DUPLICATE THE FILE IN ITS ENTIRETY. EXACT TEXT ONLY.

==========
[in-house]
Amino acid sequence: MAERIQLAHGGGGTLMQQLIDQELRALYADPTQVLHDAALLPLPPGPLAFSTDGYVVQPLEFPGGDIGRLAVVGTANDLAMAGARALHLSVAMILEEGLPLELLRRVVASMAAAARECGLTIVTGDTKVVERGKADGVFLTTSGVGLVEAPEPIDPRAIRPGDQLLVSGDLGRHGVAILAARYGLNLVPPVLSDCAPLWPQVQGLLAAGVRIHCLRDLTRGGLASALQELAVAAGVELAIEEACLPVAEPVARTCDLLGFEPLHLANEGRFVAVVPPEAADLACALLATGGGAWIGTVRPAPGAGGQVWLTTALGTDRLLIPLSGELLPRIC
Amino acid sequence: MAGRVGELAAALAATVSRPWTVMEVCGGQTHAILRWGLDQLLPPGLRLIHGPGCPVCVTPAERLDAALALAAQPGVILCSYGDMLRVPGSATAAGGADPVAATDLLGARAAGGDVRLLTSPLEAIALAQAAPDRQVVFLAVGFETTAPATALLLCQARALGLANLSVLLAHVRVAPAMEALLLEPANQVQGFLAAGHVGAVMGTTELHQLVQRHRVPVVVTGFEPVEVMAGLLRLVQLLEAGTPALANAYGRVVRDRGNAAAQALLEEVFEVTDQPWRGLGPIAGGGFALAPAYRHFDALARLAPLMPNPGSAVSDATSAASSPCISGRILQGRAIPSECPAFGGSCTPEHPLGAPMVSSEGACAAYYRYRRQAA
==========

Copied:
[in-house]
Amino acid sequence: MAERIQLAHGGGGTLMQQLIDQELRALYADPTQVLHDAALLPLPPGPLAFSTDGYVVQPLEFPGGDIGRLAVVGTANDLAMAGARALHLSVAMILEEGLPLELLRRVVASMAAAARECGLTIVTGDTKVVERGKADGVFLTTSGVGLVEAPEPIDPRAIRPGDQLLVSGDLGRHGVAILAARYGLNLVPPVLSDCAPLWPQVQGLLAAGVRIHCLRDLTRGGLASALQELAVAAGVELAIEEACLPVAEPVARTCDLLGFEPLHLANEGRFVAVVPPEAADLACALLATGGGAWIGTVRPAPGAGGQVWLTTALGTDRLLIPLSGELLPRIC
Amino acid sequence: MAGRVGELAAALAATVSRPWTVMEVCGGQTHAILRWGLDQLLPPGLRLIHGPGCPVCVTPAERLDAALALAAQPGVILCSYGDMLRVPGSATAAGGADPVAATDLLGARAAGGDVRLLTSPLEAIALAQAAPDRQVVFLAVGFETTAPATALLLCQARALGLANLSVLLAHVRVAPAMEALLLEPANQVQGFLAAGHVGAVMGTTELHQLVQRHRVPVVVTGFEPVEVMAGLLRLVQLLEAGTPALANAYGRVVRDRGNAAAQALLEEVFEVTDQPWRGLGPIAGGGFALAPAYRHFDALARLAPLMPNPGSAVSDATSAASSPCISGRILQGRAIPSECPAFGGSCTPEHPLGAPMVSSEGACAAYYRYRRQAA